BISMARCK, N.D. (AP) — North Dakota lawmakers are willing to consider excluding newly hired teachers and government workers from state pensions, and putting them instead into retirement savings plans that do not have guaranteed benefits, an Associated Press survey shows.


BISMARCK, N.D. (AP) — North Dakota lawmakers are willing to consider excluding newly hired teachers and government workers from state pensions, and putting them instead into retirement savings plans that do not have guaranteed benefits, an Associated Press survey shows.
The financial woes of pension funds managed by the North Dakota Public Employees Retirement System and the Teachers' Fund for Retirement, as well as a drumbeat of reports about other states' pension difficulties, have made North Dakota legislators more open to shaking up the system, its detractors say.
"We're in the zone of being able to do something about this," said Dustin Gawrylow, the director of the North Dakota Taxpayers Association and a critic of the state's pension structure. "If you can deal with it now, it's better to fix the problem, and address the problem early, rather than letting it stew."
The Associated Press, in a survey of North Dakota lawmakers, asked whether they would support closing the two funds to new members, enrolling new hires instead in a plan similar to the 401(k) plans common in private business.
Among North Dakota House members who responded, 49 supported the idea, 16 opposed it and eight said they were undecided. In the Senate, 24 favored the proposal, nine did not and three said they were undecided.
The survey was conducted by regular mail and electronic mail during December. Thirty-six of the Legislature's 47 senators and 73 of its 94 House members replied, a response rate of 77 percent.
The Public Employees Retirement System's $1.63 billion pension fund covers almost 20,000 workers, and has about 6,4000 retired employees drawing benefits.
Participants include most North Dakota state government employees, 48 of the state's 53 counties and the cities of Fargo, Grand Forks and Williston.
The $1.54 billion teachers' fund has about 9,700 contributing employees and about 6,500 retirees.
Both funds were hammered by the stock market's severe downturn two years ago, and the market's subsequent rally hasn't restored the funds to their former values.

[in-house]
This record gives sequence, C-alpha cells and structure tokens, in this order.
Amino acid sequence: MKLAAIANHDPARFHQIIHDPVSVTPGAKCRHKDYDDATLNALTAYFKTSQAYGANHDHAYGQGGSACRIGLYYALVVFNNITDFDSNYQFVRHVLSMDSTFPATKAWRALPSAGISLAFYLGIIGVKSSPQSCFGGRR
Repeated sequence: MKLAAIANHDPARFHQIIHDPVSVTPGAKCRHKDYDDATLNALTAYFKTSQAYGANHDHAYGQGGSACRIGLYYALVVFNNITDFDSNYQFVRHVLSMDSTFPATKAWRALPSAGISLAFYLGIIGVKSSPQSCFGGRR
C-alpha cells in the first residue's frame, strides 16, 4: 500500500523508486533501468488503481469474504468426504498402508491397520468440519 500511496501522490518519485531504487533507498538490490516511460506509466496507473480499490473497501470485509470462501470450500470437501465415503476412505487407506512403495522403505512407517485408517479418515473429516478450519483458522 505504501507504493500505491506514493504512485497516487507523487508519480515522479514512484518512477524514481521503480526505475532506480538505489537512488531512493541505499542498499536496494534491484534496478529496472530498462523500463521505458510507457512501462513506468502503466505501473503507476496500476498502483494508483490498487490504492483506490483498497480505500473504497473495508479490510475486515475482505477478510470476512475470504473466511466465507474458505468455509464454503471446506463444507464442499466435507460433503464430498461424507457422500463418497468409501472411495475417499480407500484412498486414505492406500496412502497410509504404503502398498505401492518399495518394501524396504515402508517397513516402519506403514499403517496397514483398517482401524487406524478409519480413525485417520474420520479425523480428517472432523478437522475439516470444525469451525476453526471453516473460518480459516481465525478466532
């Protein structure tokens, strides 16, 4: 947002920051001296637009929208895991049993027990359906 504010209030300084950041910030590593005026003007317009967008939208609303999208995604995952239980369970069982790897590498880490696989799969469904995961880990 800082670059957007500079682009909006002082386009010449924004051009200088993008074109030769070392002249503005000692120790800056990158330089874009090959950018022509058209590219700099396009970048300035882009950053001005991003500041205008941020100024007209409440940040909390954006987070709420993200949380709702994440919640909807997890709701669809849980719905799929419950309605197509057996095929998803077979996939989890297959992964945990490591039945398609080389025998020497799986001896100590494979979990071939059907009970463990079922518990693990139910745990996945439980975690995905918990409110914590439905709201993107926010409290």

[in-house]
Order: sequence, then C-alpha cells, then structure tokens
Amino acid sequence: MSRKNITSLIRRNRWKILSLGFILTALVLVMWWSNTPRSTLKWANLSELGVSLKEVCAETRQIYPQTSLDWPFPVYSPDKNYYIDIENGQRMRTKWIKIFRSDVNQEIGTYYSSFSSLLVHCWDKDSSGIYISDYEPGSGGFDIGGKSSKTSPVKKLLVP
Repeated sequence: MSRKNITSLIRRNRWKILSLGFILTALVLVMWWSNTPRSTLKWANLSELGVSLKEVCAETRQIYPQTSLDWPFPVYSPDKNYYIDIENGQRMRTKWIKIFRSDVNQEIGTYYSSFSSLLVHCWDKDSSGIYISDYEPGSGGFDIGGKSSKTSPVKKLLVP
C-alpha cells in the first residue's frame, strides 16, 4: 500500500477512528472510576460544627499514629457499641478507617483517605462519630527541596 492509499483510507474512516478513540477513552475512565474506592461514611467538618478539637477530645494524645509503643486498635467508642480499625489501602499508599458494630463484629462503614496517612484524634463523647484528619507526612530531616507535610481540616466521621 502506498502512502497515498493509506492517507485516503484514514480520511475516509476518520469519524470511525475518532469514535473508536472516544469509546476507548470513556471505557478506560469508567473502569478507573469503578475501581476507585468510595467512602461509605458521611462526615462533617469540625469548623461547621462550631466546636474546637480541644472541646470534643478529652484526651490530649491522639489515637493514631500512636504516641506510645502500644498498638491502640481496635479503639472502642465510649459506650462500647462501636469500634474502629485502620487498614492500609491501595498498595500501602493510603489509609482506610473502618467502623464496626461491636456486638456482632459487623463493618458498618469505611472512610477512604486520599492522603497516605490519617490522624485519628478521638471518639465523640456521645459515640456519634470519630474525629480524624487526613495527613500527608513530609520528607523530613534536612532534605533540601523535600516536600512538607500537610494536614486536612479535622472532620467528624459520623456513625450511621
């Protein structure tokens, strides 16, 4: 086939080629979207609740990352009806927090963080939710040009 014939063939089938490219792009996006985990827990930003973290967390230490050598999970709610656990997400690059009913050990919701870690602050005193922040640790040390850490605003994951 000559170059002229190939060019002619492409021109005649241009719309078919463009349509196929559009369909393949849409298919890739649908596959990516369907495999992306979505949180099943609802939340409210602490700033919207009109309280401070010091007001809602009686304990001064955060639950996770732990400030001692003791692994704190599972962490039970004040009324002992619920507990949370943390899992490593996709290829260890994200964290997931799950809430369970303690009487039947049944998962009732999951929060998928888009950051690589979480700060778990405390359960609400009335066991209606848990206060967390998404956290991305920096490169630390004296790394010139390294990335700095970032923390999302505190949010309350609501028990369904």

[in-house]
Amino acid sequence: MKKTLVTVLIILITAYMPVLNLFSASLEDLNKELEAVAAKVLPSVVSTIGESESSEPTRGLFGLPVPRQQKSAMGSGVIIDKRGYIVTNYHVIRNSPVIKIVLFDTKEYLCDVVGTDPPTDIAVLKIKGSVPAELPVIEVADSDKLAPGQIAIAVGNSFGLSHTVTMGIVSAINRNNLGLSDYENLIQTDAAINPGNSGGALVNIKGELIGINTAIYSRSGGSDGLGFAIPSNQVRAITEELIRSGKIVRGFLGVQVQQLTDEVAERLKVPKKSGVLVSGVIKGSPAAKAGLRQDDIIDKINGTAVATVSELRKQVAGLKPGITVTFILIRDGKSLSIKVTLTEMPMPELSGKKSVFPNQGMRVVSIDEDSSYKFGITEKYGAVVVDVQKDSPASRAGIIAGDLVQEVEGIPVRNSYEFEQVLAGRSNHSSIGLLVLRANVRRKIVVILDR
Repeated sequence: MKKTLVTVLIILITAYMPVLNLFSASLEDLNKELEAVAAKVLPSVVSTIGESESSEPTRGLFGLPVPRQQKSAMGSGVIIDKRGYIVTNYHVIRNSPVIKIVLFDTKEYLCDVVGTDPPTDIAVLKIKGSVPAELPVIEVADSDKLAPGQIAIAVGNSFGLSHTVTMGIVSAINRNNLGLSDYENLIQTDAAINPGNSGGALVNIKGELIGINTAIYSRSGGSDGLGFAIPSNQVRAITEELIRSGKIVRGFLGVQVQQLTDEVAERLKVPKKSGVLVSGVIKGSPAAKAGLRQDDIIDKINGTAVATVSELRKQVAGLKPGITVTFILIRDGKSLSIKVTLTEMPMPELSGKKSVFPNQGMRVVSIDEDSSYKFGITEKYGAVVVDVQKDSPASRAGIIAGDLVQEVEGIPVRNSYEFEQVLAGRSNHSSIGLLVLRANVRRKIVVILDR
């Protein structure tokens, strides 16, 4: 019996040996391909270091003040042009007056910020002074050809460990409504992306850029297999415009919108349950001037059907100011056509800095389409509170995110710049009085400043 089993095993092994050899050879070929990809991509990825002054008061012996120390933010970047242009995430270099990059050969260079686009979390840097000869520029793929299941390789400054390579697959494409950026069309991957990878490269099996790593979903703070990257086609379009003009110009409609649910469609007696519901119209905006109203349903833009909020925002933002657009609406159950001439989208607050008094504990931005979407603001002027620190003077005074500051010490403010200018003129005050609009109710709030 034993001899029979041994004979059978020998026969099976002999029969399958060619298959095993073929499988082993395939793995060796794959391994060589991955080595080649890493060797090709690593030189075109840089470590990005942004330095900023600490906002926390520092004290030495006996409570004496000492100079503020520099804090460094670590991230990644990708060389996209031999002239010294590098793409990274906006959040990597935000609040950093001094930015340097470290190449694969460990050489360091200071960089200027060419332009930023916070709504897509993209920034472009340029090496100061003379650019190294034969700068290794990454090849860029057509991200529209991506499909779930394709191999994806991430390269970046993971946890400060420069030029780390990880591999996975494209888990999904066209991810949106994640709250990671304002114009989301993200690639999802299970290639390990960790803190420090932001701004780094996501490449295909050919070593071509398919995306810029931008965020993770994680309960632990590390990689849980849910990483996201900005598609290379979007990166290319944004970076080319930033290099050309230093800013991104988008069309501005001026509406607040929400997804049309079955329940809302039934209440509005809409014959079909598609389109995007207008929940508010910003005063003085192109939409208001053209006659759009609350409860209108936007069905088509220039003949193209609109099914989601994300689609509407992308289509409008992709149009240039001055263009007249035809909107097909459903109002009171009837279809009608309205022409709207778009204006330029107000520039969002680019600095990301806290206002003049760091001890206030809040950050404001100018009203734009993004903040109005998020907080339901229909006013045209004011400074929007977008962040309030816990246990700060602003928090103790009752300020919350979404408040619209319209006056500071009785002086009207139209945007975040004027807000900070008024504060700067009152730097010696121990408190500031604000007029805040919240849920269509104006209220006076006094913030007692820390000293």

Analysts say both funds are likely to exhaust themselves within 30 years unless pension contributions are increased. A North Dakota legislative committee that reviews pension legislation has recommended bills to raise the employer and employee contributions for both funds.
If contributions rise, a plurality of the survey's respondents in both the House and Senate said they favored raising them for both workers and their employers, rather than asking only one or the other to increase their contribution.
A proposal to bolster the teachers' fund with $75 million from the state's general fund got little support from lawmakers in the survey. The Legislature's pension oversight committee considered the idea earlier this year but declined to recommend approval.
The pension committee also rejected a proposal to close the pension funds to new hires and route them instead to tax-deferred savings plans that do not offer the guaranteed benefit of a traditional pension plan.
Analysts said the change would carry large start-up expenses, and would exhaust the assets of the traditional pension funds more quickly than if the status quo were maintained.
The AP survey shows, however, that the entire Legislature is willing to take up the idea.
"I think we have our work cut out for us in showing what the cost of making such a conversion would be," said Stuart Savelkoul, director of the North Dakota Public Employees Association.
The traditional pension fund that now covers public employees is called a "defined benefit" plan. Once an employee has worked in his or her job long enough, he or she is entitled to a monthly payment upon retirement. Its size depends on each worker's age, length of service and salary history.
Advocates of the traditional pension say it provides the assurance of a guaranteed monthly benefit, which is paid without regard to the vagaries of the stock market.
A 401(k) plan, which allows employees to save money tax-free until they retire, is an example of a "deferred contribution" plan. It allows workers to control how their retirement savings are invested, and direct how any leftover retirement money is used after they die.
Traditional pensions, while they are a common benefit for public employees, are increasingly rare for private workers, which has raised the argument of whether private employees — whose retirement savings suffered in the recent market downturn — should have to guarantee the pension benefits of public workers.
"We are going to have a debate about whether we should have two separate systems," Savelkoul said.